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James S. Bielo

Associate Professor of Religious Studies

James S. Bielo is an anthropologist of religion, with an ethnographic focus on Christianity in the United States. His research interests center on materiality and language as expressive resources in religious life, and the intimate relations of religion and power. 

In 2021, Dr. Bielo published his fifth monograph – Materializing the Bible: Scripture, Sensation, Place – with the Bloomsbury Studies in Material Religion series. The book explores what happens when written scripture is transformed into experiential, choreographed environments. A diverse range of practices and places, from gardens and theme parks to shrines and museums, show how materializing the Bible works as an authorizing practice to intensify scriptural intimacies and circulate potent ideologies. Performed through the sensory experience of bodies, physical technologies, and infrastructures of place, this phenomenon is always, ultimately, about expressions of power. For podcast interviews about the book, see Things Not Seen and New Books in ReligionMaterializing the Bible is also an interactive digital scholarship project, designed with student research assistants and featuring contributions from interdisciplinary scholars. Dr. Bielo assembled a physical archive to complement the ethnographic fieldwork, which now resides as a special collection at Chicago’s Newberry Library. 

Bielo’s current ethnographic work focuses on the secondhand circulation of Christian material culture. Churches close. Producers stop producing. People die. Things survive. Every day, scores of items are exchanged through the networked assemblage of estate sales, thrift stores, flea markets, antique malls, auction houses, eBay, Instagram, and more. At the project's core are part-time and full-time resellers: folks who scavenge secondhand venues in search of donated, discarded, and passed over items. The range of material culture is immense, from Bibles and books to prayer guides, rosaries, holy cards, figurines, clothing, art, icons, and other decor. Two early research questions focus on value and ethics in the social life of Christian material culture: How are objects attributed value, from affective attachments to financial profit, devotional use, and aesthetic display? And, how is circulation informed by ethical commitments, ambivalences, and negotiations regarding what is appropriate to source, sell, and buy?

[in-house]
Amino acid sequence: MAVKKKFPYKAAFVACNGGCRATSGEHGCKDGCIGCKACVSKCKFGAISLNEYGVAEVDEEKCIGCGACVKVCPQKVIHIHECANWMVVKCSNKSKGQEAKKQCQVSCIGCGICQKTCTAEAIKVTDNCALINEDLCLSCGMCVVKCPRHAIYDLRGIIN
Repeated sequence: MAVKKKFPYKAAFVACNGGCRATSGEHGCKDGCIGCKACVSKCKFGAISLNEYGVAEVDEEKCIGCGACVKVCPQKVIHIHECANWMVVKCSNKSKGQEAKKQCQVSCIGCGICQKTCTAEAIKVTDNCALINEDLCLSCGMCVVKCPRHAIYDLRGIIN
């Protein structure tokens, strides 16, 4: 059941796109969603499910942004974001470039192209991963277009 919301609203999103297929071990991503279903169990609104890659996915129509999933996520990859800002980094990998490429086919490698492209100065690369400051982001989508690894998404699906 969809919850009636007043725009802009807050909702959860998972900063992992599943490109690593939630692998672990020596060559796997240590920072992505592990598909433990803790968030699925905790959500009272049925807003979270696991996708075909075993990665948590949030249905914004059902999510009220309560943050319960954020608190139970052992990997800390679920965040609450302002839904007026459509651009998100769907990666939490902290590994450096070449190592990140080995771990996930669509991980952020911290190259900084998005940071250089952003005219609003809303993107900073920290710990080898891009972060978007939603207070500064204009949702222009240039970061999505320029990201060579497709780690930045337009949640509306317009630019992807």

Dr. Bielo welcomes opportunities to mentor students in the ethnographic study of religion, material religion, expressive culture, digital scholarship, and American religions. You can connect with him on Twitter (@MaterializingB), Instagram (@sacredpicker), and his website.

Selected Works


2021. Materializing the Bible: Scripture, Sensation, Place. London: Bloomsbury.
2018. Ark Encounter: The Making of a Creationist Theme Park. New York: NYU Press.
2015. Anthropology of Religion: The Basics. London: Routledge. 
2011. Emerging Evangelicals: Faith, Modernity, and the Desire for Authenticity. New York: NYU Press.
2009. Words upon the Word: An Ethnography of Evangelical Group Bible Study. New York: NYU Press.